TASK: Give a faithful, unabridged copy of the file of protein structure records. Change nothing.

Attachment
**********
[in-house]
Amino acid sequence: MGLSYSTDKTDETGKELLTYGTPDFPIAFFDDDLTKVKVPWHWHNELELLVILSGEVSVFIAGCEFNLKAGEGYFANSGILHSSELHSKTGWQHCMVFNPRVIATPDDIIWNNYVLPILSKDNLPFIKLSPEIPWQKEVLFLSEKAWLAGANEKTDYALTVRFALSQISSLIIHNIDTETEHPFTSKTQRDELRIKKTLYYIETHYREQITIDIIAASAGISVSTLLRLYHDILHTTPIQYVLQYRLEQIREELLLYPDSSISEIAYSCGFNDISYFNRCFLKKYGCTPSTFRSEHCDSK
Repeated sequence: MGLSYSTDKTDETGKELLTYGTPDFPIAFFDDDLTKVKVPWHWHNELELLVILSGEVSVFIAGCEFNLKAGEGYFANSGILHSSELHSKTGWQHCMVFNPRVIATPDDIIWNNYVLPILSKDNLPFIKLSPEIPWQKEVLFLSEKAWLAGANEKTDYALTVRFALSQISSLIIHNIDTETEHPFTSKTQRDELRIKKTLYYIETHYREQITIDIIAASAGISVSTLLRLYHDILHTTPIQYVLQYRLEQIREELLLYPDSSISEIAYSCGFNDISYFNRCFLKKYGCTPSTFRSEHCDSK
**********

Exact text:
[in-house]
Amino acid sequence: MGLSYSTDKTDETGKELLTYGTPDFPIAFFDDDLTKVKVPWHWHNELELLVILSGEVSVFIAGCEFNLKAGEGYFANSGILHSSELHSKTGWQHCMVFNPRVIATPDDIIWNNYVLPILSKDNLPFIKLSPEIPWQKEVLFLSEKAWLAGANEKTDYALTVRFALSQISSLIIHNIDTETEHPFTSKTQRDELRIKKTLYYIETHYREQITIDIIAASAGISVSTLLRLYHDILHTTPIQYVLQYRLEQIREELLLYPDSSISEIAYSCGFNDISYFNRCFLKKYGCTPSTFRSEHCDSK
Repeated sequence: MGLSYSTDKTDETGKELLTYGTPDFPIAFFDDDLTKVKVPWHWHNELELLVILSGEVSVFIAGCEFNLKAGEGYFANSGILHSSELHSKTGWQHCMVFNPRVIATPDDIIWNNYVLPILSKDNLPFIKLSPEIPWQKEVLFLSEKAWLAGANEKTDYALTVRFALSQISSLIIHNIDTETEHPFTSKTQRDELRIKKTLYYIETHYREQITIDIIAASAGISVSTLLRLYHDILHTTPIQYVLQYRLEQIREELLLYPDSSISEIAYSCGFNDISYFNRCFLKKYGCTPSTFRSEHCDSK